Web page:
Children’s literature

Part II. Forms and genres


16. Ancient and medieval children’s texts


Gillian Adams




In the Hellenistic period, between the death of Alexander the Great in 323 BC and the death of Cleopatra and the establishment of the Roman Empire by Augustus in 30 BC, citizens of the Mediterranean basin and beyond enjoyed a cosmopolitan community of culture. Greek became the language of learning, diplomacy and the arts; it was not race but the mind that made one Greek. Attic Greek took on the status of a learned language, and the ability to speak and read it was a mark of social status, as had been true with Sumerian and ancient Egyptian in earlier periods. There were few changes in terms of the curriculum and the schools, which girls could now attend, but there is a shift in the aim of Greek education. In the earlier period, it was to become ‘beautiful and good’ (Plato), both a speaker of words and a doer of deeds, based on models such as the Homeric heroes and administrators and lawgivers such as Solon. But in the fifth century under the influence of the Sophists, this aim shifted to being able to speak effectively. By the time of Isocrates in the fourth century, education had become professionalised and the emphasis was on logos, the word; its effective use was necessary for right thinking, right speaking, and right action. Thus the study of rhetoric, both oratory and theory, became all-important. The increasing educational opportunities for women, and their growing legal, financial and sometimes political power, led to an increased interest in romantic love and heterosexual passion, and the Argonautica of Apollonius of Rhodes (c. 260 BC), an epic about Jason and Medea, entered the curriculum (see Pomeroy 1975: 120-48), as well as Menander’s New Comedies (321-289 BC), which largely concerned adolescents, slaves and prostitutes.

For the earlier periods it is difficult to guess what children might choose to read on their own, against what they were asked to read by adults. But there is a popular genre that began in the Hellenistic period and was certainly enjoyed by children from the Middle Ages on, and that is Romance. It has been argued that Greek romances are ‘Egyptian in origin and character’ (Heiserman 1977: 114 n. 7), and striking characteristics of them are the youth of the protagonists, who are in early adolescence, and the equality of their love. At least one if not both protagonists are initially under the supervision of a parent or guardian and both are chaste, unlike Menander’s older adolescent characters. After a series of exciting and often improbable adventures that involve magic, travel, captivity, shipwreck, and so on, the protagonists are allowed by their parents to marry. The language is straightforward. Only parts of three from the first century BC survive; the longest is the romance of Ninus and Semiramis (Heiserman 1977: 41-4). Others exist in epitomes. Of the four complete Greek romances from a later period, the best known is Longus’ Daphnis and Chloe (c. AD 160).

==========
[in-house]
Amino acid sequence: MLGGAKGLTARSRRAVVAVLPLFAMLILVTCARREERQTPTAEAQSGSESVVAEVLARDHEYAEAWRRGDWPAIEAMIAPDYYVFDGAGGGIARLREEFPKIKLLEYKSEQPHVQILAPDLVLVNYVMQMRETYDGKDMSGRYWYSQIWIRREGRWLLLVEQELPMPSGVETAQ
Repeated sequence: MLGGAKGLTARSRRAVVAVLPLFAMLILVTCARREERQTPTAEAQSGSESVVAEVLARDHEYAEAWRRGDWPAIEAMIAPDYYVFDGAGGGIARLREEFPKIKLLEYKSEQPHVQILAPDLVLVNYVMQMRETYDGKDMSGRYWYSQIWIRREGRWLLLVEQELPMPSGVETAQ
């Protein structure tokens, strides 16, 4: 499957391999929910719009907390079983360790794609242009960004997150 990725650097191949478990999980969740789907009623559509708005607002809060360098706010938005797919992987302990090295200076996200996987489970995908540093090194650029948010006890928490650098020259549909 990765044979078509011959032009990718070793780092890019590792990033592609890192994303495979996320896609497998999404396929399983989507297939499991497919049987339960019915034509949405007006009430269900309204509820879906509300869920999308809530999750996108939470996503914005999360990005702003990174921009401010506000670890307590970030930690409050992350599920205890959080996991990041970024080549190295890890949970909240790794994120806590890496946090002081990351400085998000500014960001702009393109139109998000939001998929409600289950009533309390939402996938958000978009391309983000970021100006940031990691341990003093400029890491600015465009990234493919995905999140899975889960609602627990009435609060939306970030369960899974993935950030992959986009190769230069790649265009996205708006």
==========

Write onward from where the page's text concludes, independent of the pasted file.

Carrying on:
Perhaps the most important romance for children’s literature is the Greek Alexander Romance or The Life and Deeds of Alexander, usually referred to as Pseudo-Callisthenes. Although reasonably accurate factual accounts of Alexander the Great’s life and exploits were available in the classical and medieval periods, what eventually became part of the curriculum was a fusion of biography that skirted historical fact with the fantastic travel tale and the Romance; it arguably marks the beginning of fantasy. Extremely popular and translated into thirty-five languages, the Alexander Romance is a fluid text, with tales early added to it from Hebrew, Egyptian and Eastern sources (Kratz 1991: x). In simple language in the medieval version that reached the West c. AD 1000, it must have delighted children with stories of camels and elephants in faraway India and with Alexander’s trip under the sea in a bathysphere, not to mention his wooing of the princess Roxanne.

Two other important texts for children first appeared in the Hellenistic period, the Indian Fables of Bidpai, stemming from the Panchatantra, and a part of the canon of Confucianism, the Chinese The Classic of Filial Piety and its later supplement The Twenty- Four Examples of Filial Piety (see Mo and Shen 1999). Both are still in current use in China and India respectively. The Panchatantra, belonging to the Mirror for Princes genre, and its derivatives, have a complex history. Perhaps a product of the Vedic period (after 1500 BC), its actual age is unknown because the original Sanskrit version has been lost. There is evidence that one of its offshoots used by children, The Fables of Bidpai, existed in some form before 300 BC. Joseph Jacobs lists 112 versions of The Fables translated into thirty- eight languages, among them Persian and Arabic (1888: xii); the illustrations were regarded as an integral part of the text (ix). It was the Arabic version in Greek translation that was widely circulated in the Middle Ages (Perry 1965: xix), and it was one of the two books to survive the burning of the library at Alexandria (Hobbs 1986: 18). The relationship between the early Mesopotamian fables, Greek Aesopic fables, and Indian stories and fables is complex and hotly debated (see, for example, Perry 1965: xix-xxxiv; Thompson 1977: 367-90). The earliest collection of Aesopic fables that we know of, from late in the fourth century BC, the Aesopia of Demetrius of Phalerum, has not survived, but it was a principal source for fable in antiquity (Perry 1965: xiii); some of the Aesopica that has come down to us have Mesopotamian analogues. About the actual Aesop, an early sixth- century contemporary of Sappho, little is known, but the fictional first-century AD Life of Aesop is an interesting story and should have been popular with children.